Here are some of the questions he answered:
Slavin: "No, you're not a goner. But you're certainly at higher risk than the average person. It looks like the mortality associated with this virus is in the 1% range, but certainly higher in older people and those with co-morbidities like COPD."
Question: "I am a 61-year-old woman with lupus. I'm afraid that if I do catch the virus, I won't be able to fight it off. Would I be hospitalized if I catch it, and what would they do to help me fight it?"
Slavin: "The reason you would be hospitalized is that you needed some kind of supportive therapy, like IV fluids or supplemental oxygen. Those would be the criteria that determined whether you needed to be hospitalized. And while in the hospital, we unfortunately don't have any treatment to fight the virus itself, but we he help make sure that your fluid balance and oxygenation is as good as possible. Some good news it that there is a drug that we have already enrolled patients in — in a clinical trial — called remdesivir; it was developed by Gilead [Sciences] for Ebola and its mechanism of action gives us hope that it will be effective against this virus, and clinical trials at Mass General and across the country, and I believe across the world, are under way."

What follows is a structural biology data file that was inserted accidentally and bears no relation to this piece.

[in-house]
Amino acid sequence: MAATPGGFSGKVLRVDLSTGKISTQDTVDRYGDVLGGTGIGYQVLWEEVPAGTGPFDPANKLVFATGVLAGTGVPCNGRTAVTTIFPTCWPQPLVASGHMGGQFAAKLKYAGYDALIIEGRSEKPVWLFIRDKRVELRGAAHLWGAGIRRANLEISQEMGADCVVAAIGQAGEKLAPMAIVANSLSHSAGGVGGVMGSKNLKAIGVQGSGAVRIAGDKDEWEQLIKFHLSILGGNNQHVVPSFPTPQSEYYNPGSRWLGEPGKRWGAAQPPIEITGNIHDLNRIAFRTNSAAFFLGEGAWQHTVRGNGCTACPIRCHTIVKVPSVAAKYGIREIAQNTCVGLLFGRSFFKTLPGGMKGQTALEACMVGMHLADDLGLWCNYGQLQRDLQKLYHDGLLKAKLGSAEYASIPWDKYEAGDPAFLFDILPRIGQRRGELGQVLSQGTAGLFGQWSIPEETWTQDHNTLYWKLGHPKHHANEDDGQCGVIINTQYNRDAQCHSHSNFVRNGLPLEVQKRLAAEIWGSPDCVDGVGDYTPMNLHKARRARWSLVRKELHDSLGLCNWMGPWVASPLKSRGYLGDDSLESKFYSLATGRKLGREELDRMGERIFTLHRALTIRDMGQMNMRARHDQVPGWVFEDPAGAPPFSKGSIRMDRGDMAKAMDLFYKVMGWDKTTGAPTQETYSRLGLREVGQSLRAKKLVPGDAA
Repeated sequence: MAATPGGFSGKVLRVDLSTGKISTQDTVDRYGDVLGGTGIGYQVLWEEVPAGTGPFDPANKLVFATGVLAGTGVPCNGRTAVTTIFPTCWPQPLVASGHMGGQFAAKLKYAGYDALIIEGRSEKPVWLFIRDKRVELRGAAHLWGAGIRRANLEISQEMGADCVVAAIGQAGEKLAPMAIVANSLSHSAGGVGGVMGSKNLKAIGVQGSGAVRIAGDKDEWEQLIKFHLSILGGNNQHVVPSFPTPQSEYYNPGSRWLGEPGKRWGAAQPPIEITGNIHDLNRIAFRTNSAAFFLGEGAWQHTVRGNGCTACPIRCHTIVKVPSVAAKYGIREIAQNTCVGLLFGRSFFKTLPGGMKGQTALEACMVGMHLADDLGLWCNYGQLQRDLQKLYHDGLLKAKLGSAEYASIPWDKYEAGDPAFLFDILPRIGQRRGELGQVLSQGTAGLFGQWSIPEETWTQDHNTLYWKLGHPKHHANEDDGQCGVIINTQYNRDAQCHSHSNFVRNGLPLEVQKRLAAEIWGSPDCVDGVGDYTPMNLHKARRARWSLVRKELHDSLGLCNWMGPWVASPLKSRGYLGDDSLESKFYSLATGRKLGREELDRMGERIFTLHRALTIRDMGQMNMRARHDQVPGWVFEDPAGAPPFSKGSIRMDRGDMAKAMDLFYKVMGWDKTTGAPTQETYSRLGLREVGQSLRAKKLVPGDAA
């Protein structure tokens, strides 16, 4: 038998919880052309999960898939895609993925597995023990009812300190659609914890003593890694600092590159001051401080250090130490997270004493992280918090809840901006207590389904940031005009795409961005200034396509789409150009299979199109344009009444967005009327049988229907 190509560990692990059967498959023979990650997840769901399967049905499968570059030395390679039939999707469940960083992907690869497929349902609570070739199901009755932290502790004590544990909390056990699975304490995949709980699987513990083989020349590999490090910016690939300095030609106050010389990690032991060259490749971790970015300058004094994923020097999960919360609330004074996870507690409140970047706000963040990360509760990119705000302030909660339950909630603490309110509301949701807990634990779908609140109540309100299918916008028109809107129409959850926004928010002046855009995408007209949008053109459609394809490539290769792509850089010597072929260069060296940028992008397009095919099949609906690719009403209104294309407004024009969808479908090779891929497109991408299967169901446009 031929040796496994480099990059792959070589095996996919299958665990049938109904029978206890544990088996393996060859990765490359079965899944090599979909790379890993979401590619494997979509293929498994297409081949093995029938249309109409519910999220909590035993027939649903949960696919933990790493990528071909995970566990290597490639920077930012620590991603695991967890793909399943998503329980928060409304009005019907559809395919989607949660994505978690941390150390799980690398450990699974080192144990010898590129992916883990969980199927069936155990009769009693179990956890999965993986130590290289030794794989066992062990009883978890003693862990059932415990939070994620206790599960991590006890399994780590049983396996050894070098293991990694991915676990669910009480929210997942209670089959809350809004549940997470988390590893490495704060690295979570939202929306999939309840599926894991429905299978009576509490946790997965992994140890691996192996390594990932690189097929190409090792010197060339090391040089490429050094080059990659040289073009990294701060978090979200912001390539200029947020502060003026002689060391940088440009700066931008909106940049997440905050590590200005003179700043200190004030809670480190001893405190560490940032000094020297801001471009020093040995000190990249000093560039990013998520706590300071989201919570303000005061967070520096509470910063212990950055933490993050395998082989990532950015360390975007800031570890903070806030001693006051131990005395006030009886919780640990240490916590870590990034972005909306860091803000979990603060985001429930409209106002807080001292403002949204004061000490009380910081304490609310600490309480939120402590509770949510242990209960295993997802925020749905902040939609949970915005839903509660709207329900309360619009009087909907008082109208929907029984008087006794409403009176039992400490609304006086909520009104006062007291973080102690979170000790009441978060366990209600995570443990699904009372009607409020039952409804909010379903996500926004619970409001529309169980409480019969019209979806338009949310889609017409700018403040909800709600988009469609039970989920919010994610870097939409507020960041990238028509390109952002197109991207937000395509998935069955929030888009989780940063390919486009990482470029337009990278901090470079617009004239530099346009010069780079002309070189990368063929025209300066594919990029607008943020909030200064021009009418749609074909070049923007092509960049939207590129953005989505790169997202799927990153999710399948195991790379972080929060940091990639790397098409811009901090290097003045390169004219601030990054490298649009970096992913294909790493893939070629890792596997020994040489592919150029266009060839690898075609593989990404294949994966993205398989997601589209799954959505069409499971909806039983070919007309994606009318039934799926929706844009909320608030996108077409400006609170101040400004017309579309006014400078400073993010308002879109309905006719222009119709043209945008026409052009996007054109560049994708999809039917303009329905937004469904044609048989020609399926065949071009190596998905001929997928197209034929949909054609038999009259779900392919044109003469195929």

Monday, March 16:
Dr. Davidson Hamer, professor of global health and medicine at the Boston University School of Public Health, answered audience questions on WBUR's Morning Edition.
Here are some of the questions he answered:
Question: "I feel feel fine. My family feels fine. My friend in the next town and her family feels fine. So why can't we get together?"